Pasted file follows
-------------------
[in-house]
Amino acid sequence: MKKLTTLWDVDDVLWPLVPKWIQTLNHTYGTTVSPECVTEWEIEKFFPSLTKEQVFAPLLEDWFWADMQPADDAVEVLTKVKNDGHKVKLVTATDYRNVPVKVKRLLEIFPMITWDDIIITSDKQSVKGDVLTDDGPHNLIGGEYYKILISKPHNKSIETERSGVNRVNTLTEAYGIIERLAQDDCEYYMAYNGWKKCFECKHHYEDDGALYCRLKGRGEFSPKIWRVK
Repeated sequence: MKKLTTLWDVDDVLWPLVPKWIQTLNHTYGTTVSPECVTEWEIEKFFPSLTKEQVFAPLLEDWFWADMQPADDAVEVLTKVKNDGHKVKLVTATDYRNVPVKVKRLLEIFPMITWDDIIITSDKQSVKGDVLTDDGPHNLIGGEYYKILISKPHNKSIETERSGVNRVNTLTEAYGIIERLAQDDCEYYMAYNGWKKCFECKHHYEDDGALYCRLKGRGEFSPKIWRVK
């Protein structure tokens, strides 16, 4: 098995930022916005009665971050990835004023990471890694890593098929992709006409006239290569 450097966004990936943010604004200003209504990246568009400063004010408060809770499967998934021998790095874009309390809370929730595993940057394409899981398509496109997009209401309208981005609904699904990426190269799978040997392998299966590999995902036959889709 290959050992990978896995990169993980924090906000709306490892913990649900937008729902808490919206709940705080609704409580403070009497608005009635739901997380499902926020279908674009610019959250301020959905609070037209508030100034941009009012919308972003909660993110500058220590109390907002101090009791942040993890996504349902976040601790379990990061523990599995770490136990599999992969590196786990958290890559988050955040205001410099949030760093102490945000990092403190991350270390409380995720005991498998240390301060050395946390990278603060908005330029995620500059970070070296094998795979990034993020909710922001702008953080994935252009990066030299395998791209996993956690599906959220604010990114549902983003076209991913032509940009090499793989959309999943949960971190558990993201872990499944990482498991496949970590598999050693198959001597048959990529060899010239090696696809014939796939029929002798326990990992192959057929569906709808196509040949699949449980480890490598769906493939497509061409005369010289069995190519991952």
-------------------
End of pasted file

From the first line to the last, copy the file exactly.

[in-house]
Amino acid sequence: MKKLTTLWDVDDVLWPLVPKWIQTLNHTYGTTVSPECVTEWEIEKFFPSLTKEQVFAPLLEDWFWADMQPADDAVEVLTKVKNDGHKVKLVTATDYRNVPVKVKRLLEIFPMITWDDIIITSDKQSVKGDVLTDDGPHNLIGGEYYKILISKPHNKSIETERSGVNRVNTLTEAYGIIERLAQDDCEYYMAYNGWKKCFECKHHYEDDGALYCRLKGRGEFSPKIWRVK
Repeated sequence: MKKLTTLWDVDDVLWPLVPKWIQTLNHTYGTTVSPECVTEWEIEKFFPSLTKEQVFAPLLEDWFWADMQPADDAVEVLTKVKNDGHKVKLVTATDYRNVPVKVKRLLEIFPMITWDDIIITSDKQSVKGDVLTDDGPHNLIGGEYYKILISKPHNKSIETERSGVNRVNTLTEAYGIIERLAQDDCEYYMAYNGWKKCFECKHHYEDDGALYCRLKGRGEFSPKIWRVK
């Protein structure tokens, strides 16, 4: 098995930022916005009665971050990835004023990471890694890593098929992709006409006239290569 450097966004990936943010604004200003209504990246568009400063004010408060809770499967998934021998790095874009309390809370929730595993940057394409899981398509496109997009209401309208981005609904699904990426190269799978040997392998299966590999995902036959889709 290959050992990978896995990169993980924090906000709306490892913990649900937008729902808490919206709940705080609704409580403070009497608005009635739901997380499902926020279908674009610019959250301020959905609070037209508030100034941009009012919308972003909660993110500058220590109390907002101090009791942040993890996504349902976040601790379990990061523990599995770490136990599999992969590196786990958290890559988050955040205001410099949030760093102490945000990092403190991350270390409380995720005991498998240390301060050395946390990278603060908005330029995620500059970070070296094998795979990034993020909710922001702008953080994935252009990066030299395998791209996993956690599906959220604010990114549902983003076209991913032509940009090499793989959309999943949960971190558990993201872990499944990482498991496949970590598999050693198959001597048959990529060899010239090696696809014939796939029929002798326990990992192959057929569906709808196509040949699949449980480890490598769906493939497509061409005369010289069995190519991952």